The ‘special reasons’ arguments are an important part of ‘drink driving’, ‘drug driving’, and ‘driving without insurance’ allegations. Like many common motoring offences, they are either strict liability offences, or require very little conscious intention from the driver in order for the motoring offence to be committed. A good example of this is the offence of ‘driving without insurance’. The law requires every motorist to have motor insurance. In a sense, you either have insurance or you don’t! The driver’s state of knowledge is largely irrelevant when considering whether the offence has been committed.
The comments of a previously happy client:
“I had to plead guilty to no insurance and received a tally of 12 points. Richard set out my case and managed to keep my licence. I will recommend Keep Your Licence to my friends and family.”
However, this is not the end of the story. In order to temper the harsh effect of some of these strict liability motoring offences, the Court’s allow ‘special reasons’ arguments. As the name would suggest, if an offence has been committed but there is some good excuse for the commission of the offence, then the Court will sometimes take this into account when imposing any potential disqualification from driving, or penalty points.
Looking at the example of ‘driving without insurance’, we often get calls from motorists who have been misled or confused as to whether they had motor insurance in place to cover their driving. If the Court is satisfied that a driver did not have insurance but that this was the result of a genuine and reasonable mistake, then the Court can reduce or avoid any disqualification from driving, or can refuse to impose penalty points (where it would otherwise by mandatory). What the Court is saying that the driver is guilty, but that there is no criminal fault because a ‘special reason’ has been taken into consideration.
Special reasons apply to a number of different offences, and not just driving without insurance. In practice, we find ourselves arguing ‘special reasons’ most often in relation to drink driving offences and driving without insurance.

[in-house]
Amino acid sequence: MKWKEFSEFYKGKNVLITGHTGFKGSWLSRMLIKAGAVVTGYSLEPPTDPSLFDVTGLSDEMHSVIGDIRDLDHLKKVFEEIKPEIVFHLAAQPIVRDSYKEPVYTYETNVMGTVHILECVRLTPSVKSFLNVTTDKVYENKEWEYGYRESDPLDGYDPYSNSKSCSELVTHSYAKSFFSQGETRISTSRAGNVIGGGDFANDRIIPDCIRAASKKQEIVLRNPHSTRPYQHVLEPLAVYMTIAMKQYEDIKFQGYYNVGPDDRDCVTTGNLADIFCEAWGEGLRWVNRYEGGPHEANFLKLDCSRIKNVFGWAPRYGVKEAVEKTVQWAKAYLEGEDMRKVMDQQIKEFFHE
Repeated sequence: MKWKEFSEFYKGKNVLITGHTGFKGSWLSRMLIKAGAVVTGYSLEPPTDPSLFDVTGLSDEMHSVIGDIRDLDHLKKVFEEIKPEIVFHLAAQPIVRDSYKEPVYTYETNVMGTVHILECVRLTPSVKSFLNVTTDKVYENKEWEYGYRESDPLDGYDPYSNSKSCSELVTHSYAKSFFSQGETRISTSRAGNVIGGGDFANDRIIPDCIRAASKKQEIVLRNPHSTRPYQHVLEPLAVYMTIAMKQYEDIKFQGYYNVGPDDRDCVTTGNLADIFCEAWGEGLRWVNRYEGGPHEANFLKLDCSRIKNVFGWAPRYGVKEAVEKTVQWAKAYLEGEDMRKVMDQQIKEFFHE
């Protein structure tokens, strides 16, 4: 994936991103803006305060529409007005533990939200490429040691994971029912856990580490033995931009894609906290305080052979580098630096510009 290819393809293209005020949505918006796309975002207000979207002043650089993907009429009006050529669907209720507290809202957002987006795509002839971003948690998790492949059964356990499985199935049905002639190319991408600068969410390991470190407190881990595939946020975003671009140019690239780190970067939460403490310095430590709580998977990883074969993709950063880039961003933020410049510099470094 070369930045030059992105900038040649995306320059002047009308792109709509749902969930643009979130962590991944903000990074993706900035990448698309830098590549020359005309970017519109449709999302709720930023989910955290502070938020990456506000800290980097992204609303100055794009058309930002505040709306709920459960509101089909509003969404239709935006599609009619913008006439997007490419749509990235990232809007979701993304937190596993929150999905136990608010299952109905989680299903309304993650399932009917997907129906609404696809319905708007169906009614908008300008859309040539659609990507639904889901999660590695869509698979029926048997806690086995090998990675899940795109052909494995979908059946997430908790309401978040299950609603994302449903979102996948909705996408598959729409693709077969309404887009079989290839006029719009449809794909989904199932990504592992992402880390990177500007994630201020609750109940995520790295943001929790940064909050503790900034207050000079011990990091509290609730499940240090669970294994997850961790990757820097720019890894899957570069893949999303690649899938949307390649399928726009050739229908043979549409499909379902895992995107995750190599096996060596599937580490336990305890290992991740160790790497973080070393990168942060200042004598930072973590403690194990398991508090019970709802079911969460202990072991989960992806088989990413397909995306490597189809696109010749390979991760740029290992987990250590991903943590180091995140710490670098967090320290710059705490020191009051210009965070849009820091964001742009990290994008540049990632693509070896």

What can amount to a basis for a ‘special reason’ argument? In relation to drink driving offences, the following are the most frequently relied upon categories:
- ‘spiked’ drinks
- short distance driven
- Driving in circumstances where no reasonable prospect of danger to other road users
- Misled into committing the offence without negligence on the driver’s part
- Drove due to an emergency
In relation to driving without insurance:
- misled by the insurance company
- as a named driver, being misled by the principal insured
- driving in the course of employment in a vehicle provided by the driver’s employer (now probably also a complete defence to the allegation of driving without insurance)
- Misleading wording of the policy of insurance
IF YOU WOULD LIKE QUICK, FREE AND EXPERT ADVICE REGARDING THE SPECIAL REASONS ARGUMENT THEN CLICK HERE
If you have been accused of a motoring offence and you think you may have a ‘special reason’, or you have any other motoring offence related query, then we would strongly advise that you give us a call on 0800 0126039 or fill out an online enquiry. We will be able to provide you with free and without obligation advice as to how best to proceed.